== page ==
<svg xmlns="http://www.w3.org/2000/svg" 
     xmlns:xlink="http://www.w3.org/1999/xlink" 
     xml:space="preserve" 
     viewbox="0 0 18 6" id="MySvg" version="1.1">
  <circle id="Purple" cx="3" cy="3" r="3" class="purple kitsun-click"></circle> 
  <circle id="Blue" cx="9" cy="3" r="3" class="blue kitsun-click"></circle> 
  <circle id="Orange" cx="15" cy="3" r="3" class="orange kitsun-click"></circle> 
</svg>  
</div>

{{click:answer_id}}

The {{click:answer_id}} part specifies that a click is expected as the answer, and the correct answer(s) are listed in the answer_id field. Multiple values can be separated by commas, clicking any of them will do.

Parts of the SVG that can be clicked have the kitsun-click class. Their id is used for the comparison if the click was correct.

That’s already it for the front, setting up the SVG with the correct class and IDs is the trick.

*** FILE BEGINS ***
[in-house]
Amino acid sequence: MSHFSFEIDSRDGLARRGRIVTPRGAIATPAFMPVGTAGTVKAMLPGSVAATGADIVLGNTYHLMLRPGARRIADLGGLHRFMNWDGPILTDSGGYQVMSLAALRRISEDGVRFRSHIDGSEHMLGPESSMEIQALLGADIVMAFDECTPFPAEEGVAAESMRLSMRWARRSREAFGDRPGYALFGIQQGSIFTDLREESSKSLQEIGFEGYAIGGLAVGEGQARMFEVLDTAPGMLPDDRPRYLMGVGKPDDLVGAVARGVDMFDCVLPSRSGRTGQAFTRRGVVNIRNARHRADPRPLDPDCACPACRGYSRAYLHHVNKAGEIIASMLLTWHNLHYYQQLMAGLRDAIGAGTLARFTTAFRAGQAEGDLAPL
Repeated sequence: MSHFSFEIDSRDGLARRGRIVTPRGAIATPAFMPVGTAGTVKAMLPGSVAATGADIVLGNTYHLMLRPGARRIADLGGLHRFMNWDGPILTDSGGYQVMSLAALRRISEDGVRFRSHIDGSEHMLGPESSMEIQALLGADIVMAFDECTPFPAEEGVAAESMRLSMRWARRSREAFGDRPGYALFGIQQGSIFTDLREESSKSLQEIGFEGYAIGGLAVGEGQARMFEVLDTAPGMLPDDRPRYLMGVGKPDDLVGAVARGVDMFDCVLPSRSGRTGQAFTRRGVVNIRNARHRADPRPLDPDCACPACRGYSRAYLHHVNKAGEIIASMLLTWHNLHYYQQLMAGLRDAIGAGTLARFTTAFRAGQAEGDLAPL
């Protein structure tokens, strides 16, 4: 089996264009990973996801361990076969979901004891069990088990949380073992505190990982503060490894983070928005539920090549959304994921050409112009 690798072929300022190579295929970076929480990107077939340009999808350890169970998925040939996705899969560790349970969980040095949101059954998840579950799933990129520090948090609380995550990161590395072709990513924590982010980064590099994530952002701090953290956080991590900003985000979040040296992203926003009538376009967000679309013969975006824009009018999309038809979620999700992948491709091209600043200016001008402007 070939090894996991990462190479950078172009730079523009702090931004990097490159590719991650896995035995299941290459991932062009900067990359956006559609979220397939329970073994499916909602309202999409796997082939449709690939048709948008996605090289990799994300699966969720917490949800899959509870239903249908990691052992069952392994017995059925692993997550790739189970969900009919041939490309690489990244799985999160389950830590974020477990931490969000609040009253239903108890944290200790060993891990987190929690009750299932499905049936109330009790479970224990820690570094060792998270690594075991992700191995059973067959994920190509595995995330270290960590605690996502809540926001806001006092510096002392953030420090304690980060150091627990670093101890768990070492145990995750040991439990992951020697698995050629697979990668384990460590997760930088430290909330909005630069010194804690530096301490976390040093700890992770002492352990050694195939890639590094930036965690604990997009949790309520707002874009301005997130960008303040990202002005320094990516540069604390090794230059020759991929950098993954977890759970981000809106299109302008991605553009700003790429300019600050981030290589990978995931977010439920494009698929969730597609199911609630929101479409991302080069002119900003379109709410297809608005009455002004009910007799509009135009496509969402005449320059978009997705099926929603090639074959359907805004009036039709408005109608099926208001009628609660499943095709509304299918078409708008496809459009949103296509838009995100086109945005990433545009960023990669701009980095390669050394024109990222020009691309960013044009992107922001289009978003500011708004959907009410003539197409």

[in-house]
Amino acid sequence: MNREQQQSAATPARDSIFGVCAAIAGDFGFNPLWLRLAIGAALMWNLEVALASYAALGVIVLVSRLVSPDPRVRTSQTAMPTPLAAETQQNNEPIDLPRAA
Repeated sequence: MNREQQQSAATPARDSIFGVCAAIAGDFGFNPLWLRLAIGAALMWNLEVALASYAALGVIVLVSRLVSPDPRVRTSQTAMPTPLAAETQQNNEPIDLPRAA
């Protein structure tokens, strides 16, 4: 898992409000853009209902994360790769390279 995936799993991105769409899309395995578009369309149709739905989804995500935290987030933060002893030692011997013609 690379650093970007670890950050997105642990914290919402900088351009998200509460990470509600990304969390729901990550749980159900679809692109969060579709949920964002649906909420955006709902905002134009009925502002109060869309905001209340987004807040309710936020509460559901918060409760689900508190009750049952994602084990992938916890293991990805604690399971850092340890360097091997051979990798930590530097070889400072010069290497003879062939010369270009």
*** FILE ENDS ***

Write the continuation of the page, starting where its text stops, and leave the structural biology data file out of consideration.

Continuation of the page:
The backside:

<div>
  <div class="inreviews">
    You clicked on the {{enteredanswer}} circle!
  </div>
  <div class="inlessons">
    Click on the {{answer}} circle in the reviews!
  </div>
</div>

<div class="svg_wrapper">
  <svg xmlns="http://www.w3.org/2000/svg" 
       xmlns:xlink="http://www.w3.org/1999/xlink" 
       xml:space="preserve" 
       viewbox="0 0 18 6" id="MySvg" version="1.1">
    <circle id="Purple" cx="3" cy="3" r="3" class="purple"></circle> 
    <circle id="Blue" cx="9" cy="3" r="3" class="blue"></circle> 
    <circle id="Orange" cx="15" cy="3" r="3" class="orange"></circle> 
  </svg>
</div>

Not much to see here, With {{enteredanswer}} you can access the ID of the SVG element that was clicked by the user. I used a different text string for reviews and lessons because you can flip the card without actually clicking something in the lessons, which leaves the {{enteredanswer}} string for the user to see.

5. The Styling
#MySvg {
  width: 70%;
  margins: auto;
  padding: 20px;
}
.purple {
  fill: purple;
  stroke: purple;
  stroke-width: 0.1;
}
.blue {
  fill: blue;
  stroke: blue;
  stroke-width: 0.1;
}
.orange {
  fill: orange;
  stroke: orange;
  stroke-width: 0.1;
}
.kitsun-click:hover {